Eyes in the sky. Already unmanned aerial systems are catching on, and gaining momentum in agriculture.
"Think of it as a cell phone, think of it as a personal computer, where it started off small, early adopters, then the technology advanced and it became more user-friendly," says Tom Nichol, Business Development Lead for AgEagle, a Kansas based business building agricultural drones.
Today, the founders are breaking ground in new aerial technology.
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"The biggest advantage of what we provide to farmers is a chance, for the first time ever, to have an overall view of their field like they are the personal airplane, up to this point it was an expensive proposition," he says.
Unlike an actual plane, he says these aircrafts are easy to use. The brain behind the AgEagle is Brett Chilcott. He says the AgEagle comes as a package deal with three pieces of software.
"One that flies the aircraft and two that stitches the images together," says Chilcott.
He says it's a very complex system, but the complexity is what makes the UAV so easy to use.
"The easy part of flying the aircraft is simply you pull it up on your computer, a map, an overview of the field, you outline that field, and the computer automatically develops a scan pattern and tells that aircraft where to fly," Chilcott explains.
"It's all Google earth," says Jerry Fynaardt, a central Iowa farmer and AgEagle Dealer. "So you pull up your field, plot out a course and you tell the plane to fly that course and it does its thing."
When we visited AgEagle, the reliable Kansas wind prevailed, bringing 35 mile per hour gusts while they flew the UAV. Despite the winds, the AgEagle not only took off, but flew and landed seamlessly; Nichols says it was designed to be durable.
"We use fiberglass, carbon fiber, and other composites to make this aircraft tough, strong, so they can use this aircraft without being concerned they are going to damage it," he says.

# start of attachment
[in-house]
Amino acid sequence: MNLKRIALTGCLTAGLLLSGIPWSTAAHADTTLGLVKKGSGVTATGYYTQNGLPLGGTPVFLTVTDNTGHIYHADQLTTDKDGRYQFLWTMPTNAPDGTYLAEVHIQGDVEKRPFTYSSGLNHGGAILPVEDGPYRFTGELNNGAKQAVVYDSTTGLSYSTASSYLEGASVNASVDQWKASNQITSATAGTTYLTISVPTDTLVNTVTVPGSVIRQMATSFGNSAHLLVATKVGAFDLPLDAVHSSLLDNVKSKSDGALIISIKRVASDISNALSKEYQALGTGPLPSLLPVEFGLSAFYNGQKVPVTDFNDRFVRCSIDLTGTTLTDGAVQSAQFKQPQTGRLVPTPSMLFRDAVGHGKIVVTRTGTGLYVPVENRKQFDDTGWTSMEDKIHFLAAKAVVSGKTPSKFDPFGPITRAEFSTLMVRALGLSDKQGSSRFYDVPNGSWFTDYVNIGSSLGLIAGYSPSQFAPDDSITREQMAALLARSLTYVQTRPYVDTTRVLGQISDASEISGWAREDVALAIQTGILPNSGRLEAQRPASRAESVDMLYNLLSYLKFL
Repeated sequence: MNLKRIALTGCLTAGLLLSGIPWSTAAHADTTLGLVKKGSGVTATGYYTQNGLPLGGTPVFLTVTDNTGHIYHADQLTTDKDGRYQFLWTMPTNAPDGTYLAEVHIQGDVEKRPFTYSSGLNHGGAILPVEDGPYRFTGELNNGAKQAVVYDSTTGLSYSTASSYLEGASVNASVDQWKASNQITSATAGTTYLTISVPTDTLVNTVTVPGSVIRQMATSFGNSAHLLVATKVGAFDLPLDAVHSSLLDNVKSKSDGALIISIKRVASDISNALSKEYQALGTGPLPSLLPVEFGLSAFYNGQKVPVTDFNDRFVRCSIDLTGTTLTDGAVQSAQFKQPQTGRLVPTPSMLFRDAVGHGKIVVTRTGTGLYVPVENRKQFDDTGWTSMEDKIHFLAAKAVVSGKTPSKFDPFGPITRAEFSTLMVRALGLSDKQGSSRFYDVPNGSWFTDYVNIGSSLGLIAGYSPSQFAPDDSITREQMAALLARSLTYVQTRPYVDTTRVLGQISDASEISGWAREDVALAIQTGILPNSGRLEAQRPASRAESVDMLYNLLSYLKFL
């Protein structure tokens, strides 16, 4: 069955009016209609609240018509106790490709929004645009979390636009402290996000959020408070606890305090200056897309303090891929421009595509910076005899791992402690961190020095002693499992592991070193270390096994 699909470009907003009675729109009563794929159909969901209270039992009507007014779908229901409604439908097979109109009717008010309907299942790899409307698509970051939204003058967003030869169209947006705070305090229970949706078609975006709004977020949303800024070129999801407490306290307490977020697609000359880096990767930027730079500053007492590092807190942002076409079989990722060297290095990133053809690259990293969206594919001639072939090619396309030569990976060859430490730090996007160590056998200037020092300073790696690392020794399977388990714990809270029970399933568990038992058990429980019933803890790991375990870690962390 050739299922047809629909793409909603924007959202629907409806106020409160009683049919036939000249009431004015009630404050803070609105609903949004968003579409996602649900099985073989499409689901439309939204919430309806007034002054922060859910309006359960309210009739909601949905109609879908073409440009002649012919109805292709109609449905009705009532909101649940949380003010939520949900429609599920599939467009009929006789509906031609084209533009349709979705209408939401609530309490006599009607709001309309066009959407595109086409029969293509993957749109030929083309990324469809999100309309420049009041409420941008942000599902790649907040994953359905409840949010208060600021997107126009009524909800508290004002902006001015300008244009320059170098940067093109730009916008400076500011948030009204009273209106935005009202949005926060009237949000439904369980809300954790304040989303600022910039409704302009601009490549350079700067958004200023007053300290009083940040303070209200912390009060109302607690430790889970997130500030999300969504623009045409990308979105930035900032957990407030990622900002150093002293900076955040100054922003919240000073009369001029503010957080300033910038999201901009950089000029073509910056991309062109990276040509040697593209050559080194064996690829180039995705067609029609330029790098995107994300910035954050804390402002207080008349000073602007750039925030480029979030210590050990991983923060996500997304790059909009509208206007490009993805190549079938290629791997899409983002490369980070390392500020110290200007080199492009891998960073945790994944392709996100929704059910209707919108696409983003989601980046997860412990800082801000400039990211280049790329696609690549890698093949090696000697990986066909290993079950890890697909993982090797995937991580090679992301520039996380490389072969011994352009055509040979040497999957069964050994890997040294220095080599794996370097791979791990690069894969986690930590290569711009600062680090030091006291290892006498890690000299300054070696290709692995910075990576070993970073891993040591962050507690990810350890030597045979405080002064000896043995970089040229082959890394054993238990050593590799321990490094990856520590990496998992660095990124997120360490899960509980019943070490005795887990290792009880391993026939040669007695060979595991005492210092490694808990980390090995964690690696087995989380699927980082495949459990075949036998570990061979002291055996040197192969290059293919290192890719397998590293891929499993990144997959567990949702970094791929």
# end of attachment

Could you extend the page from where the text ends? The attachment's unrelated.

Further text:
Their UAV can fly a square mile in 30 minutes, while capturing images and churning out data. The team says this is just a start.
"It has exploded," says Nichols. "We were out in California flying almond groves two weeks ago, we've been over cotton fields down in Texas and Iowa over the corn fields."
They say as more sensors are added, the more tricks this aircraft will be able to do.
"Right now we're taking photos," he says. "Later on we'll do thermal sensing. We can find lost cattle. We can track animals so that livestock owners with large pastures don’t lose their livestock.
While the excitement is high, there’s also some controversy surrounding using UAVs in agriculture. Some fear it will breech privacy rights, or cause more harm than good. Also, the rules and regulations around the systems are still cloudy. Later this year, the Federal Aviation Administration is expected to propose rules on drones that weigh less than 55 pounds. Despite that uncertainty, the drone makers say business is booming. AgEagle hoped to sell 100 ag drones their first year. Already, the company has more than doubled that goal, meaning demand is outpacing supply.
Just like a smartphone, these founders say they hope to have new add-ons come out each week. With more on the horizon, AgEagle says the sky is the limit for the future of agricultural drones.